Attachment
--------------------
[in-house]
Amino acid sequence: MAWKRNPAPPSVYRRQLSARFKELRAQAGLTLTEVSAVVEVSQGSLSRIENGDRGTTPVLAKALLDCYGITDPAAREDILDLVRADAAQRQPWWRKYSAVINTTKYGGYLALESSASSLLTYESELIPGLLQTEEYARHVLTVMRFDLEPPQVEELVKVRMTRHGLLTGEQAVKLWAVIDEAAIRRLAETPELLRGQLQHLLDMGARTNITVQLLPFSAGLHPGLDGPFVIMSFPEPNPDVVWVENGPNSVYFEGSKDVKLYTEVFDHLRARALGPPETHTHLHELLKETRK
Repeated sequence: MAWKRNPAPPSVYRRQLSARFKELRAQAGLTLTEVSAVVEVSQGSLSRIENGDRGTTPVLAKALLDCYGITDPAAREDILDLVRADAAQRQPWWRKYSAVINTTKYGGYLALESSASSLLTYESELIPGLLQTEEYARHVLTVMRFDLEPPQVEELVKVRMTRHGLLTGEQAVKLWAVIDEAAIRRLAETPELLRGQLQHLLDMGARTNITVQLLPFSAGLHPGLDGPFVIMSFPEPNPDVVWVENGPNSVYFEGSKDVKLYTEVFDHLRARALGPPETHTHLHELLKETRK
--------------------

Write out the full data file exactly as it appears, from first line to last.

[in-house]
Amino acid sequence: MAWKRNPAPPSVYRRQLSARFKELRAQAGLTLTEVSAVVEVSQGSLSRIENGDRGTTPVLAKALLDCYGITDPAAREDILDLVRADAAQRQPWWRKYSAVINTTKYGGYLALESSASSLLTYESELIPGLLQTEEYARHVLTVMRFDLEPPQVEELVKVRMTRHGLLTGEQAVKLWAVIDEAAIRRLAETPELLRGQLQHLLDMGARTNITVQLLPFSAGLHPGLDGPFVIMSFPEPNPDVVWVENGPNSVYFEGSKDVKLYTEVFDHLRARALGPPETHTHLHELLKETRK
Repeated sequence: MAWKRNPAPPSVYRRQLSARFKELRAQAGLTLTEVSAVVEVSQGSLSRIENGDRGTTPVLAKALLDCYGITDPAAREDILDLVRADAAQRQPWWRKYSAVINTTKYGGYLALESSASSLLTYESELIPGLLQTEEYARHVLTVMRFDLEPPQVEELVKVRMTRHGLLTGEQAVKLWAVIDEAAIRRLAETPELLRGQLQHLLDMGARTNITVQLLPFSAGLHPGLDGPFVIMSFPEPNPDVVWVENGPNSVYFEGSKDVKLYTEVFDHLRARALGPPETHTHLHELLKETRK